ISLAMABAD – Just last week, Pakistan's foreign minister was playing down his army's objections to a multibillion dollar U.S. aid bill. Days later, after a session with the army chief, he was back in Washington urging U.S. lawmakers to address the very concerns he had dismissed.
The about-face shows the delicate dance between Pakistan's fragile civilian government and the powerful military, less than two years after the army formally gave up control of the country.
The proposed aid package would provide Pakistan with $1.5 billion a year over five years to spend mainly on economic and social programs. The overall goal is to alleviate poverty, thus lessening the allure of the Taliban and other militant groups threatening Pakistan and the U.S. war effort in neighboring Afghanistan.
Pakistan's military objects to language that links money for counterterrorism assistance to meeting various conditions. The legislation also requires the U.S. secretary of state to report to Congress every six months on whether Pakistan's government maintains effective control over the military, including its budgets, the chain of command and top promotions.
On Wednesday, Foreign Minister Shah Mahmood Qureshi said he would return home from Washington satisfied that the aid package does not hurt his country's sovereignty. He said he had been given U.S. assurances that would "allay the fears of Pakistan."
U.S. lawmakers, however, have no plans to change the bill, which awaits President Barack Obama's signature into law.
Democratic Sen. John Kerry, a co-sponsor of the bill, told reporters after meeting with Qureshi for the second time in two days that a statement attempting to clarify points in the bill would be entered into the congressional record.
Qureshi called the explanatory statement "historic." But lawmakers frequently put comments and documents — even congratulatory notes for local sports teams — into the congressional record. They do not have the force of law.
The language of that statement may not satisfy critics in Pakistan.
Opposition lawmaker Ayaz Amir said if the proposal's wording does not change — a process that could require sending it back to Congress — it could deepen the rift between the army and the government.
Stephen Fakan, the U.S. consul-general in the southern city of Karachi, stressed the positive impact of the package on Pakistan, where U.S. motives are always viewed in suspicion after years of American support for military dictators.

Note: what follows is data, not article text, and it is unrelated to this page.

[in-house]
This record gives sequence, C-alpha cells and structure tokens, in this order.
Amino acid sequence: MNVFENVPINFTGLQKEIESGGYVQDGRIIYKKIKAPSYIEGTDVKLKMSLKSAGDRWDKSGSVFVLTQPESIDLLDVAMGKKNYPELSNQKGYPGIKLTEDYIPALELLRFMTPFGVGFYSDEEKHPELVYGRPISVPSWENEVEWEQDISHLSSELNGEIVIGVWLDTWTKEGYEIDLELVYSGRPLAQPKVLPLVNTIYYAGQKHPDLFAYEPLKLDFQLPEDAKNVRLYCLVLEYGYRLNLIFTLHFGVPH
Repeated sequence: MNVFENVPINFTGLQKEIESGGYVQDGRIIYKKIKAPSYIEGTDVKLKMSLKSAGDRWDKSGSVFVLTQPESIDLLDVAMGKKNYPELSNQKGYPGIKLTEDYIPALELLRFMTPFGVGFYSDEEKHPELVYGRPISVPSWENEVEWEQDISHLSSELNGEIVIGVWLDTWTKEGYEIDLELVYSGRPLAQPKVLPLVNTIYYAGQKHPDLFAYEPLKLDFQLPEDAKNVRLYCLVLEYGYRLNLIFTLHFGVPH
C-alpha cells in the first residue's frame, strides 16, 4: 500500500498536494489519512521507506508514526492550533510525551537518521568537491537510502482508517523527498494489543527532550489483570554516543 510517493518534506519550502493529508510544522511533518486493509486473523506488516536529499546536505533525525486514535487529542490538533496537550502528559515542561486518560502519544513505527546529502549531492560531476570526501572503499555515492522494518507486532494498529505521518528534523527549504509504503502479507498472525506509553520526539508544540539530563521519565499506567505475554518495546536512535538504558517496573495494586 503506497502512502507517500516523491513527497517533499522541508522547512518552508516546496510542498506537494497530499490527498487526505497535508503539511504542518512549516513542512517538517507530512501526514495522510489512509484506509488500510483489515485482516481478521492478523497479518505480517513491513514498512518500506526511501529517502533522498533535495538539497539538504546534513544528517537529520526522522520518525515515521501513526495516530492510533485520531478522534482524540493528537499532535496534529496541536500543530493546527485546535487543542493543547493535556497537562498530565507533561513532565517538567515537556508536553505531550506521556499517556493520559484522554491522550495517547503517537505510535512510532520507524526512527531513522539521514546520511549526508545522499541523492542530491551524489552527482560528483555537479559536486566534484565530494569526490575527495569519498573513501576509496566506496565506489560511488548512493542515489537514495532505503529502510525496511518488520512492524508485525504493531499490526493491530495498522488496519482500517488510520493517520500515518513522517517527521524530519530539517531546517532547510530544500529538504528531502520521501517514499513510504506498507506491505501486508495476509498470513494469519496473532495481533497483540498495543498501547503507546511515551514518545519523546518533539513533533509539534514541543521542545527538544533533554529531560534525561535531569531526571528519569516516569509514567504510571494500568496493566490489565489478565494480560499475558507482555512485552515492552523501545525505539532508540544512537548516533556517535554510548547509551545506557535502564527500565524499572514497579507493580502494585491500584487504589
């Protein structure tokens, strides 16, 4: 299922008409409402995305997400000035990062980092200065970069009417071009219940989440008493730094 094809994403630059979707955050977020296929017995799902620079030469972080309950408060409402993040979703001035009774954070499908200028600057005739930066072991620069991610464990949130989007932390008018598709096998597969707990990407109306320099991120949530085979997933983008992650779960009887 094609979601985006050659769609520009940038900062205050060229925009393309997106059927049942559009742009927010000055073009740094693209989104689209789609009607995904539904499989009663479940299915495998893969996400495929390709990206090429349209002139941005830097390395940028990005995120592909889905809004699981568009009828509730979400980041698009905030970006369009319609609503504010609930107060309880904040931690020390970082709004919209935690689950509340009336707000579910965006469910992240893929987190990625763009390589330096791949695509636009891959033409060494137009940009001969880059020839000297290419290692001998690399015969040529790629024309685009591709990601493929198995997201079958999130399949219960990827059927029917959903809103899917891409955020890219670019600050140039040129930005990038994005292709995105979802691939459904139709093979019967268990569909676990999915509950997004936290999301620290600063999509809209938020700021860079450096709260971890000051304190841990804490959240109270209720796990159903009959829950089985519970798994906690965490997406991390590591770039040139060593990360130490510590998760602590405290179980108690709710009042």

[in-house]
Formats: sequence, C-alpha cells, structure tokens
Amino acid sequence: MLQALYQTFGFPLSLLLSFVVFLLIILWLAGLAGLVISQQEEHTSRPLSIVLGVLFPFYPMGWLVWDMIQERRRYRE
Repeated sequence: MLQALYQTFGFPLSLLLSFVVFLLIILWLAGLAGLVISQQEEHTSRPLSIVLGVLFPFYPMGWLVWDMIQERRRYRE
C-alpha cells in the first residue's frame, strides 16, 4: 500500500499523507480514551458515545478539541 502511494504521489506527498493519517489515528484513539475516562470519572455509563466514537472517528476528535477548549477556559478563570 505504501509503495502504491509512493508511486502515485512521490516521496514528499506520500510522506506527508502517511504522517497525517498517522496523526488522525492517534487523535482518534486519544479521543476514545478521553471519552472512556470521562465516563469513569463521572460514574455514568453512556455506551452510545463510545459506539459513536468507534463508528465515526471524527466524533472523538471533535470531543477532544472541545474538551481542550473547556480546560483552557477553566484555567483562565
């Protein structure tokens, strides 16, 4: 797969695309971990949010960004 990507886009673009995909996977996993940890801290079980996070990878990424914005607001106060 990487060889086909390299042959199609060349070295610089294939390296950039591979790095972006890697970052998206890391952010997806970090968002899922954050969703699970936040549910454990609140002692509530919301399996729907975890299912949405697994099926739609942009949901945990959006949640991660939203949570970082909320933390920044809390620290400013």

"It's a sign of friendship. It's turning a page in the histories of both countries," Fakan told reporters in comments televised nationally Wednesday.
Analysts say the army's unusual public statement last week raising "serious concern" over the bill was intended as a message to the Pakistani and U.S. governments about the limits of civilian control in a country that has spent about half its 62-year history under military rule.
The civilian government, in power for a year and a half after nearly a decade of military control, initially defended the bill against opposition lawmakers. The bill is designed to promote civilian rule in Pakistan, and the ruling party promoted that angle in particular.
But not long after the army sided with the opposition critics, the government began pulling its punches.
"It means the army has certain red lines and if you cross those lines, then they come in and they're like, 'Hang on a minute, you can't do this,"' said Cyril Almeida, a local columnist and analyst.
It's not the first time the military has chastened President Asif Ali Zardari's government.
Last year saw the quick reversal of a decision to bring the nation's top intelligence agency, a military unit, under the control of the Interior Ministry. And after November's deadly attacks in the Indian city of Mumbai, Pakistan offered to send the intelligence chief for a visit — but quickly rescinded the offer under apparent army pressure.
Military commanders view Zardari in particular with suspicion, partly because of his reputation for corruption — allegations he denies — and his at times friendly statements about India, a country Pakistan's military is trained to view as enemy No. 1. Zardari is also deeply unpopular among ordinary Pakistanis.
The army has more room to maneuver on the public relations front because of its recent victories against militants, including its overpowering of the Taliban in the northwest Swat Valley. The successes have bolstered a reputation battered under the rule of Pervez Musharraf, who seized power in a 1999 military coup and quit last year.
Even an audacious and embarrassing weekend assault by militants on the army's headquarters that left 23 people dead seems to have garnered sympathy for the armed forces. Pakistanis held demonstrations in support of the troops.
Raising concerns about the aid bill may have strengthened its hand against the civilian government, but the Pakistani military can go only so far when it comes to an issue that involves the Americans, analyst Hasan-Askari Rizvi said.
"The military would not like to completely alienate the United States," he said. "They need modern weapons and technology, which obviously comes from the United States."
Pakistan's history is marked by military coups, but the army is trying avoid the impression it wants to seize power again. Even its statement expressing concern about the aid package took care to specify that it was up to Parliament to debate the matter.
Almeida said the current prospect of an overthrow is low because "the politicians aren't unpopular enough to merit a coup at this time." However, he added, "to write off the possibility of a coup in this country — you only do so at your peril."